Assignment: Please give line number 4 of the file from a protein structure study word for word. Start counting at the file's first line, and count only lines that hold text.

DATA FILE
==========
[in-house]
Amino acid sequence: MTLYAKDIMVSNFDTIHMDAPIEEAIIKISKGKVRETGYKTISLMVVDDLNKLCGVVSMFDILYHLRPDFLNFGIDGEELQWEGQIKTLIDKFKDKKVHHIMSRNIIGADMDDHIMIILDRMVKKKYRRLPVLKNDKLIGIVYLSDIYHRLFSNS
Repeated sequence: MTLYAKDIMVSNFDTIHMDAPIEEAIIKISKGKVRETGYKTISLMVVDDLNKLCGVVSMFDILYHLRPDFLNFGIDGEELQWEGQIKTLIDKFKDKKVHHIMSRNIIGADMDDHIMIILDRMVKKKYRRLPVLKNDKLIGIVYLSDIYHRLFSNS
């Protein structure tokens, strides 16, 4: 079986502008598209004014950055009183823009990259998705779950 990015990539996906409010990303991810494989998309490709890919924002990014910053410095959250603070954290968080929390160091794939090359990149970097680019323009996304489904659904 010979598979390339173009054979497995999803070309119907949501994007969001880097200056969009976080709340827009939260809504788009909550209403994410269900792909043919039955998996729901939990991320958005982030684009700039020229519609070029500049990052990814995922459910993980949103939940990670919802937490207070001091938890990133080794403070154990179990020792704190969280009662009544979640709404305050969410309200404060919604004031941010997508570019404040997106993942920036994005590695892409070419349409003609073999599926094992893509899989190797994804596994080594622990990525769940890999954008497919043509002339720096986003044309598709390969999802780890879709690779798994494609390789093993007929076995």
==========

């Protein structure tokens, strides 16, 4: 079986502008598209004014950055009183823009990259998705779950 990015990539996906409010990303991810494989998309490709890919924002990014910053410095959250603070954290968080929390160091794939090359990149970097680019323009996304489904659904 010979598979390339173009054979497995999803070309119907949501994007969001880097200056969009976080709340827009939260809504788009909550209403994410269900792909043919039955998996729901939990991320958005982030684009700039020229519609070029500049990052990814995922459910993980949103939940990670919802937490207070001091938890990133080794403070154990179990020792704190969280009662009544979640709404305050969410309200404060919604004031941010997508570019404040997106993942920036994005590695892409070419349409003609073999599926094992893509899989190797994804596994080594622990990525769940890999954008497919043509002339720096986003044309598709390969999802780890879709690779798994494609390789093993007929076995």